ARABIC

PL_EMAILSRECD
[ST=0] You have no mail. (“ST” = Sum Total)
[1+] You have : (or “In your mailbox:“ )
[1] one message.
[2] messages.
[3-10] messages.
[11-99] messages.
[1] one fax.
[2] faxes.
[3-10] faxes.
[11-99] faxes.
[1] one email.
[2] emails.
[3-10] emails.
[11-99] emails.

ABOUT “PEOPLE PLURALS”:

In the past, “people” have been treated as “objects”, and swapped freely one for the other via code. However, “person” must be separated from “people”, with the word “people” being plural. Thus, any sentence that could result at one instance with one person being mentioned, and another instance with several people being mentioned, must be handled as a plural. Example:

PL_MESSAGEHEARD
[0] Message has not been heard by recipients.
[1] Message has been heard by
[2] Message has been heard by”

or

PL_MESSAGEHEARD
[0] Message has not been heard by recipients.
[1] Message has been heard by < list of names > (results in playing one name)
[2] Message has been heard by” < list of names > (results in playing more than 1 name)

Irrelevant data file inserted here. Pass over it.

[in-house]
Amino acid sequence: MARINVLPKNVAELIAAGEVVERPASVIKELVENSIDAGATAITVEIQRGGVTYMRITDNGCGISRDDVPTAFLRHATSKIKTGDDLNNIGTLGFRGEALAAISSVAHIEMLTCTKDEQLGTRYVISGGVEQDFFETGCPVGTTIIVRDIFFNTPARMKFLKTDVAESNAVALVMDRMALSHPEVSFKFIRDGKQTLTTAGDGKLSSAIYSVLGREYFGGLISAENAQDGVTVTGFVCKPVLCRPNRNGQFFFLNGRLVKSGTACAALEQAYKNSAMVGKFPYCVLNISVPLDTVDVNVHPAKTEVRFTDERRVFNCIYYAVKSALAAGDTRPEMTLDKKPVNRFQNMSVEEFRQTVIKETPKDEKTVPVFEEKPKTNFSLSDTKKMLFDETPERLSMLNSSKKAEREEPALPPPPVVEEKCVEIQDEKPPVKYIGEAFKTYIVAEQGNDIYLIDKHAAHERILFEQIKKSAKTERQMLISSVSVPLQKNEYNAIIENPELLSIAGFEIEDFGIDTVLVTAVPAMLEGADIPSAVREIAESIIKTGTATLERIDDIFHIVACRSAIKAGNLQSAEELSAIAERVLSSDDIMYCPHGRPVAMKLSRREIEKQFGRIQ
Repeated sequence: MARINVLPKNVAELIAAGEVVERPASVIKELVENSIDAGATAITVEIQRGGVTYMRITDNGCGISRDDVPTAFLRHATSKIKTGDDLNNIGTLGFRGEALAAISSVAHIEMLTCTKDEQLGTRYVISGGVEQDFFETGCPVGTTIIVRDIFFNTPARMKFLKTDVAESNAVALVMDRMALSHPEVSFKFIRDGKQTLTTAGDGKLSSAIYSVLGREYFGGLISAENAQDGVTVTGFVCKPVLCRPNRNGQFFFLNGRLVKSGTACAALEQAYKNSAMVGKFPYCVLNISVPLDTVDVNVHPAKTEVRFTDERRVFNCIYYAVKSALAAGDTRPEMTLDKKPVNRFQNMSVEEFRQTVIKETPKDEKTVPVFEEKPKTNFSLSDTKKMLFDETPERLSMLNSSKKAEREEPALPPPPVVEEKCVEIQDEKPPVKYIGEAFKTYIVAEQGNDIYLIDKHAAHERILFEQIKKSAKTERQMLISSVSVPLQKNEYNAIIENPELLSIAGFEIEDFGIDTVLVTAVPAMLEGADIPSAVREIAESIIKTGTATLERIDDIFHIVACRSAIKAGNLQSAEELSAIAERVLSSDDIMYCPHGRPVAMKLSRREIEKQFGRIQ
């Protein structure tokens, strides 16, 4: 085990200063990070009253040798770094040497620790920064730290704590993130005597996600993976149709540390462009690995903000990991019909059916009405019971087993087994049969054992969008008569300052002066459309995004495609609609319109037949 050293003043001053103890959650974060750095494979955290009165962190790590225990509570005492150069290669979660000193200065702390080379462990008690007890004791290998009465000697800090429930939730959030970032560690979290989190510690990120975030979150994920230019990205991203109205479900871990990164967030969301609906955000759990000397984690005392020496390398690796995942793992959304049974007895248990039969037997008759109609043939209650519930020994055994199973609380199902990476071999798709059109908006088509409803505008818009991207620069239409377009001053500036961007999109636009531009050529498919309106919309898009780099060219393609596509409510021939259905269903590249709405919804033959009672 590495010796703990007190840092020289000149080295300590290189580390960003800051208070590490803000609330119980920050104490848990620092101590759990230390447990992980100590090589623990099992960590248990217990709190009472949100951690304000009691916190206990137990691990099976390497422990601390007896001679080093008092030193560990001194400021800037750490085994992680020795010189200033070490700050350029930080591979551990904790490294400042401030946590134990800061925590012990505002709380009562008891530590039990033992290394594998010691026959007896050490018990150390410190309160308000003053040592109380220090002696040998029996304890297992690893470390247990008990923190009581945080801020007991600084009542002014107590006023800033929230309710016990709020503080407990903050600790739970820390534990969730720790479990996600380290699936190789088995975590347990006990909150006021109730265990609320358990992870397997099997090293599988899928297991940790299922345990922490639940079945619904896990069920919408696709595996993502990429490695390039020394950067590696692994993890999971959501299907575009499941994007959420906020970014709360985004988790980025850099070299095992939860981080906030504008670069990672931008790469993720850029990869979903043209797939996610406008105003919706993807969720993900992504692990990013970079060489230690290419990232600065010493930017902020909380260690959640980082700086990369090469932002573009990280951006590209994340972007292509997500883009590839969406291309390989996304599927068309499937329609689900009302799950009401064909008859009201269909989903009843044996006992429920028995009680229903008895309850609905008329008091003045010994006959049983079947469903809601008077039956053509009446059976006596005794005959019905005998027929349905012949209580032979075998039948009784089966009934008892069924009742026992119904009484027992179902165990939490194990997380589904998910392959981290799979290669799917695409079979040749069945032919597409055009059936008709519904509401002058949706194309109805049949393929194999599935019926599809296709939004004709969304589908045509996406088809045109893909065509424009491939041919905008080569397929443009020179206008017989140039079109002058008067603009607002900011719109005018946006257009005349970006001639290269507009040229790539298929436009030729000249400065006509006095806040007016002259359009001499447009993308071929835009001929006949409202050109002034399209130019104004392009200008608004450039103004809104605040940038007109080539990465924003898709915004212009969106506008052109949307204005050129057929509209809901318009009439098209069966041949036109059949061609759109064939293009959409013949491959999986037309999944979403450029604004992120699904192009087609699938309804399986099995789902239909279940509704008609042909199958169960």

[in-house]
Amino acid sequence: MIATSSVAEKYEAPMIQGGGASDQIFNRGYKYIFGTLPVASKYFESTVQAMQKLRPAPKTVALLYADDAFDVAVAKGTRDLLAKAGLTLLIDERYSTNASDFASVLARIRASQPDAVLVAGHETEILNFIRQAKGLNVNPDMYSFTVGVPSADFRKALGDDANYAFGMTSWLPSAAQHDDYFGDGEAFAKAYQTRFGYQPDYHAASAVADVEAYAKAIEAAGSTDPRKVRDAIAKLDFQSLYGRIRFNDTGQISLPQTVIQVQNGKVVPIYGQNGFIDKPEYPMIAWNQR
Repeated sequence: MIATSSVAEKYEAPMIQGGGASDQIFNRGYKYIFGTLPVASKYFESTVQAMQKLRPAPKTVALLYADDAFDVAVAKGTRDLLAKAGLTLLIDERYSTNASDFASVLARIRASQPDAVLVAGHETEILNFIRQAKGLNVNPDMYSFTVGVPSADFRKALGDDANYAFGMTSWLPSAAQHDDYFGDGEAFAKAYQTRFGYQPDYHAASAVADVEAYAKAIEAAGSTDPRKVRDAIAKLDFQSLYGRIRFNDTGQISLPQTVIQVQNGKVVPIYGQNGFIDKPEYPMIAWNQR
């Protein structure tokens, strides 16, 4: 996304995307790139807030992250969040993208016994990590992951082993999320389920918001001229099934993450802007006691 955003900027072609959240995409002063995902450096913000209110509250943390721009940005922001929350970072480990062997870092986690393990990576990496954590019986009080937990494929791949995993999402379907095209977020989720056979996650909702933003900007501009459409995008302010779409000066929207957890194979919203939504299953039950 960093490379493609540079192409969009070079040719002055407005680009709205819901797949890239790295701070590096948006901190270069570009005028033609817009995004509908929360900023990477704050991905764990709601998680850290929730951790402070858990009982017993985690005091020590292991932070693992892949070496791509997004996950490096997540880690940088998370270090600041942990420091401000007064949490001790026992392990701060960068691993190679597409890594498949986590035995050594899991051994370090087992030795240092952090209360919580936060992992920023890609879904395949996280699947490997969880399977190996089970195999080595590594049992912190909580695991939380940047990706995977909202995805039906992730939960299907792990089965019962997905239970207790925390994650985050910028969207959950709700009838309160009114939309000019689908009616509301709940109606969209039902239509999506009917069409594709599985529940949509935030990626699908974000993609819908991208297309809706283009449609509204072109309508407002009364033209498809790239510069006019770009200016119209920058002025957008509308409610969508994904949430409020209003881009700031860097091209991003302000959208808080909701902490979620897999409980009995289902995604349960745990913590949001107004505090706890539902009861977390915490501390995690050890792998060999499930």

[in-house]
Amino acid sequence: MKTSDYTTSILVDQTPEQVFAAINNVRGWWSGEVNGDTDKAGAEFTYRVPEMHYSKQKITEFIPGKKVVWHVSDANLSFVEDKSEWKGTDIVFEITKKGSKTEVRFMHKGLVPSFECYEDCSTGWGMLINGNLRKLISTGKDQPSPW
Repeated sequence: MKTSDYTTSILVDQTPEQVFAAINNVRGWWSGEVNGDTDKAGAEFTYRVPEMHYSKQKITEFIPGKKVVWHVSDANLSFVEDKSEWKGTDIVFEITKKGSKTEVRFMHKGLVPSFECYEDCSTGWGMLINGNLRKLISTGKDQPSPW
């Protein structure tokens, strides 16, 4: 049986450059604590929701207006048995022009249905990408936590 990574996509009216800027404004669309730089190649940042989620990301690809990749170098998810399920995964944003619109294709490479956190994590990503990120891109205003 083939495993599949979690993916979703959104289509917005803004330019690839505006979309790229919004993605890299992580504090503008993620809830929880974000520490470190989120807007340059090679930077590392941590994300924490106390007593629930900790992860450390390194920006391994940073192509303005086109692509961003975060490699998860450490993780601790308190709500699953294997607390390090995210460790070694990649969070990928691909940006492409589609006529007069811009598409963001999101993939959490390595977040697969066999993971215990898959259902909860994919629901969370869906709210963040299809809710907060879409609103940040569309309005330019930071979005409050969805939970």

The use of the letters “PL_” is mandatory. The fact that a “PL_” precedes the sentence name indicates to a developer that at least one numeric runtime (not hard coded) value must be passed to make the sentence function.

Also, in most legacy applications, developers have never distinguished between whether 1 result will occur or several. The Runtime Engine relieves that responsibility.

CV – CRITERIA VARIABLE

A Criteria Variable began as the concept of multiple choice, and then narrowed to not only a list of multiple choice options, but also to include one single choice, as long as the “choice” is made via a numeric value provided by the system for the sole purpose of choosing which entry or entries (or no entries at all) to initiate. Which multiple choice entry to select must be organized, and coded, by the developer in some manner, because the numeric variable based upon which the selection is made does not appear in any component of the sentence, as it did with PL-Plural sentences.

So, a “CV” is a criteria variable-selected sentence with one or more components, any of which – or none of which – may play according to the numeric value passed by the application while it is operating. Each component in the CV multiple choice list will be selected through use of the same selection number whose value is set by the developer in own manner. If only certain components in the CV list are to be selected based upon a criteria number, and other components will either always play (if so organized) or be selected using a different defining number.